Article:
As a director:

"This is director and choreographer Colette Boudreaux’s first directorial stint at the Playhouse... her management of the complex timing of the show was remarkable. Her design of the virtually non-stop dancing and stage movements is highly inventive. It is some of the best dancing seen on the Playhouse stage in recent years."

Carole Gorney, East Penn Press

"Colette Boudreaux’s skilled direction and energetic choreography make for a fine family night at community theatre. The playhouse has a moderately-sized stage but with nearly the entire 30-member cast on it for much of the show, Boudreaux does a masterful job of traffic management. The dancers alone are likely to keep your younger ones interested..."

Kathy McAuley,


"Director Colette Boudreaux lets the campy irreverence of the entertaining musical stand on its own and even plays up some of the sillier aspects for maximum humor... Fun choreography by Boudreaux highlights the energy of the cast. "

Kathy Lauer-Williams, The Morning Call


As a performer:

"...but even with all the early build ups, we were not fully prepared for the extent of Ms. Boudreaux’s artistry: expressive freshness, dramatic bite, and vibrant timbre."

Becky Ball, Concert Reviewer for the Oak Ridger

"The girlfriends, Colette Boudreaux as Frasquita and Caroline Tye as Mercedes, both turn in richly expressive performances. Other standouts include..."

Andrew Meacham, Tampa Bay Times



“…there are several talented people in this production; to name a few: Colette Boudreaux as Molly Pitcher has tremendous sparkle and light…“

David Koteles,


“The entire cast was inspiring in light of the talent each possessed. My favorites were… Colette Boudreaux [who] tenderly played the role of Molly Pitcher…“

Dr. Thomas Robert Stevens, Applause! Applause!- Volume X, Issue 4

“Some of the smaller parts stand out. Colette Boudreaux, as Anybodys, sings "Somewhere" for all it's worth. “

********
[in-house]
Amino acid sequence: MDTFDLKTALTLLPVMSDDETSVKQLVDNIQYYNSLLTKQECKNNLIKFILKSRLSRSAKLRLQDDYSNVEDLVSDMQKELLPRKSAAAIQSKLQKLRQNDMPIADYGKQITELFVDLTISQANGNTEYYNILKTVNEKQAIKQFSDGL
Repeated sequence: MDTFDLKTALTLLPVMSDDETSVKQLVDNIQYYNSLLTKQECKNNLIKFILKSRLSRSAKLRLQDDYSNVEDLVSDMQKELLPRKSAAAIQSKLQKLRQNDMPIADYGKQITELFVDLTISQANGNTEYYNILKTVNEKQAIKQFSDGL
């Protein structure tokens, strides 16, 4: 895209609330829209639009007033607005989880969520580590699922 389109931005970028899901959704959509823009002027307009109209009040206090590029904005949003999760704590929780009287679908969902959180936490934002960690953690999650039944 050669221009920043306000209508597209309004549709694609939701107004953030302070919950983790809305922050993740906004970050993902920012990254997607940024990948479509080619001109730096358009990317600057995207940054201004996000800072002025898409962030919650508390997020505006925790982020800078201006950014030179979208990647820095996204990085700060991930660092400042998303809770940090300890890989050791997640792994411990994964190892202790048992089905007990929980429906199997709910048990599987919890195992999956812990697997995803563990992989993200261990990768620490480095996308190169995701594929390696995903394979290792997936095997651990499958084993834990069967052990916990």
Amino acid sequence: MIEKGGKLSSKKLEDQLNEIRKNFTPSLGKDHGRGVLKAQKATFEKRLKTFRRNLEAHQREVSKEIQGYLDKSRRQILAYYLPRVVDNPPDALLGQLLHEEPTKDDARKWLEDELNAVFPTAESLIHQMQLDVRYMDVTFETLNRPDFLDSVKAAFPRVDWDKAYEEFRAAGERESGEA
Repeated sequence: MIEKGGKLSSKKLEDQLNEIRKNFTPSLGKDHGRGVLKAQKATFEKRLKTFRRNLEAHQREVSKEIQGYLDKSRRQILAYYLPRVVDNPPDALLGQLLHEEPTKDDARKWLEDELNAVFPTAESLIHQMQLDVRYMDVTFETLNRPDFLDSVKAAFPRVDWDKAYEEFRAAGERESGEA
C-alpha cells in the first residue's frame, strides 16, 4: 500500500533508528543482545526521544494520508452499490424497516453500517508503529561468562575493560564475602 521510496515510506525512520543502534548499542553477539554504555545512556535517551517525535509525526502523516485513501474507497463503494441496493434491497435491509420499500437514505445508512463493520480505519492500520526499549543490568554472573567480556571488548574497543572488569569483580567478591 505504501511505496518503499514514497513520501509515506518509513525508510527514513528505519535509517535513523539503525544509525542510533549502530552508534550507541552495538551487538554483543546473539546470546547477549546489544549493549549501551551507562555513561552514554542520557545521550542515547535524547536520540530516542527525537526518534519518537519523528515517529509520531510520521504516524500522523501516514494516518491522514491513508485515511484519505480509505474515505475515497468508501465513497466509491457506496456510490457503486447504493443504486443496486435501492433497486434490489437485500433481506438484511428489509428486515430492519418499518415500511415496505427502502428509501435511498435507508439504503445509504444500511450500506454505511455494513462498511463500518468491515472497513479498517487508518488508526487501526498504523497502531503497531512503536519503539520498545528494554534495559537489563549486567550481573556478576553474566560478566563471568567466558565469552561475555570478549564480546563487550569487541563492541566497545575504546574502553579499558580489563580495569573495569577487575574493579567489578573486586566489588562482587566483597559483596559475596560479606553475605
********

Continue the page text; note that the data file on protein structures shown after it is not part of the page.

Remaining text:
Peter Nason,


“The experienced voices were evident in the company of Von Trapp’s children [with] Boudreaux as Liesl.”


“Choreography by Colette Boudreaux brought ensemble numbers to life with an arsenal of movements and gestures we’ve come to associate with these songs. The garden pas de deux with Boudreaux as Liesl and Paul Thiemann as Rolf, and the central-European Ländler danced by Horton and first Kimbrough, then Flores were two such charming numbers." -Laura McDowell, Classical Voice of North Carolina


"Boudreaux was cast as Pamina. Her expressive face and beautiful soprano voice carried the role well and held the audience completely engaged in Pamina's concerns."  -Mark-Ellis Bennett, correspondent, The Biltmore Beacon


"Soprano Colette Boudreaux [as Frasquita] and mezzo Amanda Porter, who often accompanied Carmen when she appeared on stage, are effective singers and actresses and know their way around the stage. " -Martha A. Fawbush, Classical Voice of North Carolina


"Boudreaux switched from sweet to saucy as needed, playfully vamping, but always serenely professional..." -Jack Renfro, Knoxville Magazine


"Madame Silberklang's display aria Bester Jüngling from Mozart's 'Der Schauspieldirektor' was a delightful succession of cascading scales, roulades, and other vocal athleticisms all sung with a smile. Boudreaux's voice is a richly beautiful instrument supple, silvery in tone, technically secure, and dramatically convincing." -Laura McDowell, Classical Voice of North Carolina


"Colette Boudreaux and Luke Grooms (in a duet from Donizetti's 'Don Pasquale')...won deserved ovations." -Anthony Tommasini, New York Times 

"Colette Boudreaux (Madame Brillante) commanded the style and language best, with a pretty, light lyric soprano and a nice line in staccati." -David Shengold, Opera Magazine Vol. 58 No. 8 


“Livia finds a faithful friend in Colette Boudreaux's Madama Brillante, who sings… in an ingratiating lyric soprano.” -Bruce Michael-Gelbert,


“(L’Innocente was played by) Colette Boudreaux, limning in a clear soprano.” -Bruce Michael-Gelbert,


"As usual at OONY, the small parts were in capable hands: Mark Risinger was forthright as Rosa Mamai's brother, Colette Boudreaux sensitive as L'Innocente, her neglected other child" -David Shengold, Opera Magazine Vol. 71 No. 11 


“No cast member managed to enchant quite like…Colette Boudreaux, who played Orpheus’ unfaithful wife, Eurydice. Prancing around in the cornfields, seducing insects and soaking up the bountiful male attention, her character was delightfully ridiculous.” -Katie Studley, The Oberlin Review


Colette Boudreaux

Performing Arts Specialist